Single people are likely to have richer social lives and experience more psychological growth and development than married people, a psychologist challenges old beliefs after surveying studies conducted over 30 years. These are just the perks of singledom which are often ignored.
Bella DePaulo, PhD, a scientist at the University of California, Santa Barbara; while presenting her findings at the American Psychological Association’s 124th Annual Convention, said:
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The preoccupation with the perils of loneliness can obscure the profound benefits of solitude. It is time for a more accurate portrayal of single people and single life — one that recognizes the real strengths and resilience of people who are single, and what makes their lives so meaningful.
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Despite the advantages that society grants to married people, the psychologist cited research from the 814 studies, that show how single people value meaningful work more than the married ones, and another proving how single people are more connected to parents, siblings, friends, neighbors and coworkers.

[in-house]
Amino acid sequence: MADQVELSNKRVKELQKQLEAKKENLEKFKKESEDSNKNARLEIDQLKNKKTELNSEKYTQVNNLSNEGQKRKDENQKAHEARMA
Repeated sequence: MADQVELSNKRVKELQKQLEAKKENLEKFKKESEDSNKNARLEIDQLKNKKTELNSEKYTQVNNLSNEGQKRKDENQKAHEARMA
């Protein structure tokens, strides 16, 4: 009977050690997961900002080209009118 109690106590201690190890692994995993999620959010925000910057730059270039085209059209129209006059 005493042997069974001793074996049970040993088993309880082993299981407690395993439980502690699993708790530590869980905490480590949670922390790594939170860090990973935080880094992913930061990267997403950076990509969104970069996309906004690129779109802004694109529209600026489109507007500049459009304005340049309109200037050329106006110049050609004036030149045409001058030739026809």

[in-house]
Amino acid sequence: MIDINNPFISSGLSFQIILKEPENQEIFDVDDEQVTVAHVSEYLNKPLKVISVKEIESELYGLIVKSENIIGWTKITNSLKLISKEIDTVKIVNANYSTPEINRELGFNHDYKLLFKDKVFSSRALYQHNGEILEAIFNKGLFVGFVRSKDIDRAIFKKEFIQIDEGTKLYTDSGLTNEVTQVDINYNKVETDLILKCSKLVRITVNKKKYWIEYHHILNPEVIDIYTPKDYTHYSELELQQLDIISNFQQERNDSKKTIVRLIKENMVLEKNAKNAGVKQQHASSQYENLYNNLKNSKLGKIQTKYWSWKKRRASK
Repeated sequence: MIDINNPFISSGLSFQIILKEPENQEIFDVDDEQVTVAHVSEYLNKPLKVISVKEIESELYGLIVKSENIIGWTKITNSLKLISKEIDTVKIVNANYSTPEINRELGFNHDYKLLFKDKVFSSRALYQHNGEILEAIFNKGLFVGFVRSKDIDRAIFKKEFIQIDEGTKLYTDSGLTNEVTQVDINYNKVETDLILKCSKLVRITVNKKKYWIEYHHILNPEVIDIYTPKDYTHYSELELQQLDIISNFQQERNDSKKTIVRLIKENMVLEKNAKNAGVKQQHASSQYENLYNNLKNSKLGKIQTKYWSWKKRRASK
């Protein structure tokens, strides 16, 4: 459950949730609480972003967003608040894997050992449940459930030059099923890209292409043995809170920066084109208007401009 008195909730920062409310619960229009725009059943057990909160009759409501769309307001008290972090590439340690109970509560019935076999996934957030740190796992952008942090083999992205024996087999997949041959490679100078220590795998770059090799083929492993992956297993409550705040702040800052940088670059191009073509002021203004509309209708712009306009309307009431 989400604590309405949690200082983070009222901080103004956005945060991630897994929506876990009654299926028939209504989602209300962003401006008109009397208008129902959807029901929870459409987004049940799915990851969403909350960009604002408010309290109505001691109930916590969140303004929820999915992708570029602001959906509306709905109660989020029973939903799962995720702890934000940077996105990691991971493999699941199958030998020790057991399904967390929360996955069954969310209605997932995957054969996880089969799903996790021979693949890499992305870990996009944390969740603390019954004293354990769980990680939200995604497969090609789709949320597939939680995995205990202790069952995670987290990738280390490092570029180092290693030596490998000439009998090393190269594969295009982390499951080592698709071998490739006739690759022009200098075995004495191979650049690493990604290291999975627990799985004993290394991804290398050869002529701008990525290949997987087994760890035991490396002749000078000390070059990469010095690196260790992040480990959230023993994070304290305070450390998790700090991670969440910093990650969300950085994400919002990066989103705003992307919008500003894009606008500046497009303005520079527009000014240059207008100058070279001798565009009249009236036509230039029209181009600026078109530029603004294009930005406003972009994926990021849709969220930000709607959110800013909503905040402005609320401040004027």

When people marry, they become more insular, Dr DePaulo said.
She also cited a study which showed single people have a heightened sense of self-determination; one of the factors that contribute towards continued growth and development. Another study found self-sufficiency among single people. The more self-sufficient they were, the more likely they were to experience positive emotion.
Dr DePaulo however acknowledges that no status is better than the other:
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There is no one blueprint for the good life.
What matters is not what everyone else is doing or what other people think we should be doing, but whether we can find the places, the spaces and the people that fit who we really are and allow us to live our best lives.
Reference: Bella DePaulo, PhD. What No One Ever Told You about People Who Are Single. Presented at American Psychological Association’s 124th Annual Convention.